3. Why are you involved in interfaith? My interest in interfaith engagement over the past decade has been prompted by three converging interests.  First, as a Christian theologian and ethicist, I have a longstanding interest in Jewish-Christian relations.  In particular, I am interested in the ways that Christians make sense of Judaism and vice-versa. Almost a decade ago, I had the privilege of editing a collection of essays with Peter Ochs, a Jewish theologian and philosopher. I learned a great deal from that scholarly collaboration about the different ways that Christians and Jews think about what it means to be children of Abraham.

Second, I have longstanding commitments to Christian peacemaking, which means that I have a stake in making dialogue possible between persons who have different allegiances and loyalties. While I regard nationalism as a more pernicious threat than I do religious identity, I also know that misunderstandings about how persons of different faiths practice their religions also exist. The process of eliminating ignorance and developing relationships is hard work, but I think that is what we are called to do as “royal ambassadors for Jesus Christ.”  “How beautiful are the feet of them that preach the gospel of peace, and bring glad tidings of good things!” (Rom. 10:15)

Finally, as an educator, I believe that universities like UIndy owe it to students to provide them with opportunities to engage difficult topics of conversation. That is part of the reason why I taught the course on “Christian Approaches to Interfaith Engagement” (REL 299) last year. I am equally concerned to make extra-curricular opportunities available for student exploration.

4. How do you see interfaith affecting the future? As someone who is deeply committed to church-related higher education, I believe that Christian engagement with non-Christian religious traditions is already very important. But I anticipate that it will become even more important as students engage one another in a more diverse world. Once upon a time, it may have seemed like interfaith engagement could be an option to pursue, but that is no longer the case. Faculty and students alike must become more knowledgeable about the wide range of religious traditions that exist around them. And the EIP Office hopes to provide opportunities and incentives to help make that happen. With that in mind the Office of Ecumenical & Interfaith Programs is in the process of creating an annual recognition for Academic Excellence in Interfaith Exploration. We anticipate that this award will be given for the first time in the Spring of 2012.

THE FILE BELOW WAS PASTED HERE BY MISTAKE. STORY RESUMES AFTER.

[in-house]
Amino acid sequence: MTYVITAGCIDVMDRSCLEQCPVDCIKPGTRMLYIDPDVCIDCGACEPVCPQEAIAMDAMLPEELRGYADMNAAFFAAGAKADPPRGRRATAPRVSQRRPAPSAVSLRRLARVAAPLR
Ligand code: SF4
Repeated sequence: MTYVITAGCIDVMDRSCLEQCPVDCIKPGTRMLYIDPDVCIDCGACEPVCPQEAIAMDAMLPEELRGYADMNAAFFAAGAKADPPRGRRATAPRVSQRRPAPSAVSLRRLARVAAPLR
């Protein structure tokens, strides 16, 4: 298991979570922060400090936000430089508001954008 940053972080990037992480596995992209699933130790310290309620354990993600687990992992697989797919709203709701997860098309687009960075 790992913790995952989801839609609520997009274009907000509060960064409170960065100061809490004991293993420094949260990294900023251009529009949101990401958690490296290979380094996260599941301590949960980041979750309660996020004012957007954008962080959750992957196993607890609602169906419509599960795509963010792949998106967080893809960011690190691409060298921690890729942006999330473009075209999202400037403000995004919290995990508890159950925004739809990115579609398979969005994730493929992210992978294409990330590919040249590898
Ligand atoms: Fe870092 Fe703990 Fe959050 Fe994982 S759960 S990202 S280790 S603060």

This op-ed article will hopefully soon appear in the Indianapolis Star.  It is already scheduled to be included in the Southside Times and the Daily Journal.

With the recent unrest in the Middle East and Africa, we have witnessed inspiring calls for freedom, but also disturbing amounts of warfare. Religious convictions are often a catalyst in the violence, as Christians, Jews, Muslims and Hindus alike choose to defend their belief systems rather than promoting peace. Is there any way to end the fighting?

One encouraging message has come from the Obama administration, which has promoted interfaith service as an antidote to worldwide violence. The President’s Interfaith and Community Service Campus Challenge calls for university students and administrators to harness the religious diversity on college campuses to work for the betterment of their communities and the world. Can you imagine what might happen if people from all different faiths, motivated toward service, attempted to work together to create positive change in the lives of others?

At the University of Indianapolis, interfaith service has already created small but positive change in the community. In September, a UIndy student group called Interfaith Forum – with members representing Christian, Muslim, Mormon and agnostic worldviews – hosted a block party for homeless families at the Interfaith Hospitality Network. In October, the Interfaith Forum packed 700 food bags for the hungry in Indianapolis. In November, the group hosted an event to make blankets for the city’s homeless.

More projects are in the works.  From 6-8 p.m. on April 14, UIndy’s interfaith community and its counterparts at IUPUI, Butler, Marian University and Franklin College will host members of various Indianapolis faith communities for a Better Together Bash, sharing a vegetarian meal provided by Food Not Bombs and hearing about the work the central Indiana college interfaith community has accomplished in its first year of operation.